The country seems to be in a category of its own. Perhaps its geographical position, making it a Balkan country in Europe, but also a country of the Caucasus, and a country of the Middle East, is responsible for what appears to be a major dilemma for the country to determine an international relations strategy.
A candidate to join the European Union, the negotiations seem to be getting nowhere. Abandoning this dream, the country’s foreign policy has become too removed from that of the EU.
The country has turned its attention to the Middle East where it wants to be respected as a regional power but it has failed in attempting to do so.
Turkey’s policy of being friendly with all its neighbors could have had as a final objective to induce the EU to take it as a necessary partner to enable it to be closer to the countries of the Middle East. Perhaps Turkey was even considering the establishment of a holy Islamic alliance and further its international trade and tourism. The events in Syria destroyed any hopes in that direction.
Turkey has set up ties with Hamas, Iran and Syria. However, its involvement often appears amateurish as it lacks an in depth knowledge of the area.
Turkey has been playing a role as a mediator in the relations between Shiite Iran and the West, having signed an agreement to ship enriched uranium in exchange for the uranium produced in Iran. Turkey’s main concern in its relationship with Iran is that the latter does not develop nuclear weapons.
The Kurd issue is also gaining pre-eminence not only because of the surprisingly good showing in the Turkish parliamentary election, allowing it to have seats in the parliament, but also because of the increasing successful role the Peshmergas are having in containing ISIS in Iraq and Syria.
The Iraqi Kurds are producing oil which is exported to Turkey while the central government in Baghdad has raised major objections to deals done directly by the Kurdish regional government in exporting directly large quantities of oil.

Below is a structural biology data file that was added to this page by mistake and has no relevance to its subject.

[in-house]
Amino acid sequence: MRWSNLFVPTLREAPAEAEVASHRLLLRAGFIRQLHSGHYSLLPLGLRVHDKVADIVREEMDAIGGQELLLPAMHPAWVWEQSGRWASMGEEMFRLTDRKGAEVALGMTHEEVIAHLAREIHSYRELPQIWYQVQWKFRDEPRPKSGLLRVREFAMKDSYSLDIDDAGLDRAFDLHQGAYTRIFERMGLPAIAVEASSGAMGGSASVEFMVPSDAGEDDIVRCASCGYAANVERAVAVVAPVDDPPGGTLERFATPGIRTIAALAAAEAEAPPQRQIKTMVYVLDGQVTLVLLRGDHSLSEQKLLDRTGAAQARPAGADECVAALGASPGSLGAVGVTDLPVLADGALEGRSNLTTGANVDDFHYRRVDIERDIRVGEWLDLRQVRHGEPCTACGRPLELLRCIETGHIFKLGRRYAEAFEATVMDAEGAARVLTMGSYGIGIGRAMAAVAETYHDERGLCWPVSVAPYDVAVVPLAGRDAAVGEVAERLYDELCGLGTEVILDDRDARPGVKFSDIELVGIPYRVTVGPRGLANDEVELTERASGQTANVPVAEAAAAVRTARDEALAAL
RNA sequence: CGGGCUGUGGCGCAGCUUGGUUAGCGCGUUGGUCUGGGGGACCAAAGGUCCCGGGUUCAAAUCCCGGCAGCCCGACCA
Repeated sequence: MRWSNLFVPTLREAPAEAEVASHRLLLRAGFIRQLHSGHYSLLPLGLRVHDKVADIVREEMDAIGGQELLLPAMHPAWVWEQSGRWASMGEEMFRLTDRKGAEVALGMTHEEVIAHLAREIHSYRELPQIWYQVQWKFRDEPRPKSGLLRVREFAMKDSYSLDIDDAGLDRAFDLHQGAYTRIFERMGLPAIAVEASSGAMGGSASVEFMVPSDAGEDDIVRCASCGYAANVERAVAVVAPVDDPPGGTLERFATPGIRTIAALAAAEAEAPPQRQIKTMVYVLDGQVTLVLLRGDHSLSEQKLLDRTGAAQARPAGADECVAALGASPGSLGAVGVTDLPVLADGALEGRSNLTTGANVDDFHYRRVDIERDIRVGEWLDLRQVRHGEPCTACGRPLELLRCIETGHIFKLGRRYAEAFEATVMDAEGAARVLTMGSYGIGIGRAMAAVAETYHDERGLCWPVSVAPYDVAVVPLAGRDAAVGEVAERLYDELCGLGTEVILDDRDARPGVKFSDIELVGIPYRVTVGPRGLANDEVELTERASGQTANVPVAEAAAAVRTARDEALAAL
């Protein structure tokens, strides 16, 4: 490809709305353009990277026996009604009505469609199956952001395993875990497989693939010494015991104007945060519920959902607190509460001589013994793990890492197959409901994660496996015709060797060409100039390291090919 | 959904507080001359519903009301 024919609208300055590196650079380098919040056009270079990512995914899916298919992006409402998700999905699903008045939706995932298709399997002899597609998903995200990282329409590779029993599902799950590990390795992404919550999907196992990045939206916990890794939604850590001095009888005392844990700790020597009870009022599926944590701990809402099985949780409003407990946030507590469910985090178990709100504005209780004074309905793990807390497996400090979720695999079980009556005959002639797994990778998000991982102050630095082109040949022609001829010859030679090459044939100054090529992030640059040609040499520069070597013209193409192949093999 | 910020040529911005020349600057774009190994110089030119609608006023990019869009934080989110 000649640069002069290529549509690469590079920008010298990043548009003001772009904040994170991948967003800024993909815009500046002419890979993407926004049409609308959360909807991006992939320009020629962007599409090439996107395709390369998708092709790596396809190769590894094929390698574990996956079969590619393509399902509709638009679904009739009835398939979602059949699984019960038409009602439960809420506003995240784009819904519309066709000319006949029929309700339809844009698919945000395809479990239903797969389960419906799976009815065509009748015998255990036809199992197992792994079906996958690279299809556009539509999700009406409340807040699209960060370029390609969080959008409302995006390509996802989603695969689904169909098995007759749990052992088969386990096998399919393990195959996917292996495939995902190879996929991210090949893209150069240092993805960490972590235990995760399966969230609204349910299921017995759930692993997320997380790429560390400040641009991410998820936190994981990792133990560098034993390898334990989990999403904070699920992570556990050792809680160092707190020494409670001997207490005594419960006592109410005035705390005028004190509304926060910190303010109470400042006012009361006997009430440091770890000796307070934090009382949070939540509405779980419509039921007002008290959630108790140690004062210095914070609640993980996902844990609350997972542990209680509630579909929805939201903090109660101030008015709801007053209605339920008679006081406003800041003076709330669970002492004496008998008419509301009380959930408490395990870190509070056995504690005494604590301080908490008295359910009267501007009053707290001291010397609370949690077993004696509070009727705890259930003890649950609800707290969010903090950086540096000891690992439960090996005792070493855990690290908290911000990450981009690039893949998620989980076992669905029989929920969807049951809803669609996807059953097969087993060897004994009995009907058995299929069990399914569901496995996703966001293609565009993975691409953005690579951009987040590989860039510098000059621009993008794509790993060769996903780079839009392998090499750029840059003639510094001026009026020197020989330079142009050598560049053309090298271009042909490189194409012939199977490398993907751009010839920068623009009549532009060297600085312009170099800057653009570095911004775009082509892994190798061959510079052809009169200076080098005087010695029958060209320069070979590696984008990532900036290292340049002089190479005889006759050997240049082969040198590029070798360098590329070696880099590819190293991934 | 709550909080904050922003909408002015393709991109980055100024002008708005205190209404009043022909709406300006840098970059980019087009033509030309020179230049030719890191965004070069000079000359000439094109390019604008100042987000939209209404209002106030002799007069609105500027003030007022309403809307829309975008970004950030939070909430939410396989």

Turkey’s position regarding Cyprus and Israel is also a major barrier for the country to have access to the gas fields in these two countries, although that would make economic sense.
Russia is Turkey’s most important energy supplier – two thirds of the natural gas imports is supplied by Russia as well as large quantities of coal and oil. This makes Turkey one of Russia’s largest gas customers and has led Russia to offer to build strategic reserves in Turkey as well as a nuclear power plant and the required fuel. The Blue Stream pipeline, which lies on the floor of the Black Sea, serves not only Turkey but also Southern Europe.
Russia and Turkey face each other along the shores of the Black Sea and both also have a presence in the eastern Mediterranean. However, for Russia to have a Mediterranean presence, its vessels need to cross the Bosporus which is controlled by Turkey.
With the exception of Tajikistan, the native population of Central Asia is of Turkic origin and their languages are very similar. Russia therefore fears that Turkey may view them as a possible zone of influence.
Turkey’s population being Sunni Moslems and an Islamic party now in power while in contradiction with the secular constitution, Russia fears that it may give refuge, if not fund, radical movements such as the ones in the Caucasus.
Turkey has also had an extraordinary behavior as a NATO ally, having conducted maneuvers with non-NATO members including China. President Erdogan has voiced his intention of joining China and Russia in the Shanghai Cooperation Organization (SCO) and has become a ‘dialogue partner’. Turkey is also acquiring ballistic missiles and related technology from China.
In conclusion, Turkey is not considered to be a good NATO ally, is not being considered European by EU member countries, is not Islamist enough, is not a great friend of Russia and is not outspoken enough against Iran.
The coalition that the last elections will produce will need to better define its position in an increasingly complex and dangerous world.